To quickly refresh what I explained last time, start at the origin (or pole) of your graph and extend the polar axis line out to the right. This is your reference line that will help you describe the location of any other point. Now, pick a point P somewhere, and this is described by its distance (radius), r, from the origin (if you were to connect it to there) and the angle, ɵ, by which that line has rotated away from the polar axis. Whereas points in the rectangular coordinate system are described as P (x, y), points in the polar coordinate system are described as P (r, ɵ).
Now, let's take a closer look at the relationship between P (x, y) and P (r, ɵ). This will use a little bit of trigonometry, so review it in my posts about sine, cosine, and tangent if you need to brush up!
To do this, let's superimpose the two coordinate systems, meaning that we will assume that the origins of each are in the same place, and the polar axis is the same as the positive x-axis. You should be able to see, with the help of the following handy figure, that our point P can be described by P (x, y) and P (r, ɵ). You can also see that, by combining the two coordinate systems, we have formed a triangle which has sides of lengths x and y and hypotenuse r. This triangle will be the basis that allows us to convert polar to rectangular coordinates.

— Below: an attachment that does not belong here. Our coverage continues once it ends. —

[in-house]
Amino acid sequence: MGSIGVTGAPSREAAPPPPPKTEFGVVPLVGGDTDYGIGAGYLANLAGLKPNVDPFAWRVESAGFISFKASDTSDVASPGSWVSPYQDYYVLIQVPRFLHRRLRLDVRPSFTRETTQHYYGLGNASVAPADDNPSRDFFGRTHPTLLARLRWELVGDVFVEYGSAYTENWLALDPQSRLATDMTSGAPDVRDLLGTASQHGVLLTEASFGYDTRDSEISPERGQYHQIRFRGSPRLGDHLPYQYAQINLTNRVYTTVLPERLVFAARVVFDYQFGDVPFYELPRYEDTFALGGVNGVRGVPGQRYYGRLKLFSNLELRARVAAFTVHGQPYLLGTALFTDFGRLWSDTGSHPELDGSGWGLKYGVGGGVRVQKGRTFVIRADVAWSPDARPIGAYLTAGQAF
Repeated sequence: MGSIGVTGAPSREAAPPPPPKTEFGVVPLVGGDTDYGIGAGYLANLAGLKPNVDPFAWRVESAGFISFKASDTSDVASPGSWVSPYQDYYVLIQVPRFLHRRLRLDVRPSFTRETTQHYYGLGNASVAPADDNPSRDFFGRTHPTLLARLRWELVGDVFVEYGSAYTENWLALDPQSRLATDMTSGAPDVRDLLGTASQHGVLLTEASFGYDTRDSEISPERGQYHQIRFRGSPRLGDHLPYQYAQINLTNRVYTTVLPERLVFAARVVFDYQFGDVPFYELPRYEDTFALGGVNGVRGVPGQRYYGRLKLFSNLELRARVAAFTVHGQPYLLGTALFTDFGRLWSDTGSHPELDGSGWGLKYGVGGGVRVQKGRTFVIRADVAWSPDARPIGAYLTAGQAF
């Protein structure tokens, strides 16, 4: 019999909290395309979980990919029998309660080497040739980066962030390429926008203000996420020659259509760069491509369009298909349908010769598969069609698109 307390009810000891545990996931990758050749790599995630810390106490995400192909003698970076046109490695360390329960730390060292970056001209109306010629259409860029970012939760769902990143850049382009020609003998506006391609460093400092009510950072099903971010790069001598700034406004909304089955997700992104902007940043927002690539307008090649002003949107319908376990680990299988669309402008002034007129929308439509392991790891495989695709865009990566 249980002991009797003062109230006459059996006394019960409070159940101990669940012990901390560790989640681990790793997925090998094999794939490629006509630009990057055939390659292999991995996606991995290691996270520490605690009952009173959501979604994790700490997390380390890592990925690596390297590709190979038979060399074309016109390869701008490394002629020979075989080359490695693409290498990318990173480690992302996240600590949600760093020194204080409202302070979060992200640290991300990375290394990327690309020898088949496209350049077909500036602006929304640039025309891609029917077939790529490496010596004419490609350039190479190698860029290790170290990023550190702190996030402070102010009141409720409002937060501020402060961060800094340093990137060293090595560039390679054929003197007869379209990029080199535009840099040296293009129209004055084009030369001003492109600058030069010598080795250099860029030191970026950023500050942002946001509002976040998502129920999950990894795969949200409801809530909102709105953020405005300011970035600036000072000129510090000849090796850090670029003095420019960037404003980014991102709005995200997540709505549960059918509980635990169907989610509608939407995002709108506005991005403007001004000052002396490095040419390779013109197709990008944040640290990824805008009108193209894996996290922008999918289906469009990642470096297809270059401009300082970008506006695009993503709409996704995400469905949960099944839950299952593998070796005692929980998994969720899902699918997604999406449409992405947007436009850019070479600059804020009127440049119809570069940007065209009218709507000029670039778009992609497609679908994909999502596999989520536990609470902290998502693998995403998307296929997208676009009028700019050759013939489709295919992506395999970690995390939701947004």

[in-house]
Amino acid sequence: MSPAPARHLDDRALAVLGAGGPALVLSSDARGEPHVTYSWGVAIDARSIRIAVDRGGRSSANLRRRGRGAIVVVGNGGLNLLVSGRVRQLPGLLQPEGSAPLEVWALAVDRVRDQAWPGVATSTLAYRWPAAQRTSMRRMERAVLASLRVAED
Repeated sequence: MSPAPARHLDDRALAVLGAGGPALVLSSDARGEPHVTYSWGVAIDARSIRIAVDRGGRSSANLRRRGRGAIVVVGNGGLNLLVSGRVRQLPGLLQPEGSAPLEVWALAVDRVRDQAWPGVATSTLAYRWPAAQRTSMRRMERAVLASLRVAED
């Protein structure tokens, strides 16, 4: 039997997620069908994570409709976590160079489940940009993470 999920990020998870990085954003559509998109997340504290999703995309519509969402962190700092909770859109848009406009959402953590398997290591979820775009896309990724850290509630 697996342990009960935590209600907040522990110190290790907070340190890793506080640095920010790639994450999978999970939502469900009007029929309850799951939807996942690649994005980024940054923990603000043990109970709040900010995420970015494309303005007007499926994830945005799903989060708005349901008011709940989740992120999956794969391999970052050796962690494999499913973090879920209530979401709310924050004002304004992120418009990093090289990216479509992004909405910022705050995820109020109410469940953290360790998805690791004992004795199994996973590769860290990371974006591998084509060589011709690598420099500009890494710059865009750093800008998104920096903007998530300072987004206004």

The relationships are quite simply the basic trigonometry identities that you already know:
sin ɵ = opposite / hypotenuse
cos ɵ = adjacent / hypotenuse
tan ɵ = opposite / adjacent
Now, if we substitute in the names for our sides, and rearrange to have polar terms on one side and Cartesian terms on the other, we arrive at the following relationships:
sin ɵ = y / r -----> y = r sin ɵ
cos ɵ = x / r -----> x = r cos ɵ
tan ɵ = y / x
r2 = x2 + y2
And there you have it! Easily derived connections between polar and rectangular coordinate systems. You will find as you work through you studies that sometimes some expressions may be easier to work with in one coordinate system or the other. Keep this in mind, especially when you begin to work with polar equations. Using these quick methods to convert polar to rectangular coordinates may help you to get through your problems a lot faster (and easier)!
In my next post, I'll show you some more things about polar coordinates!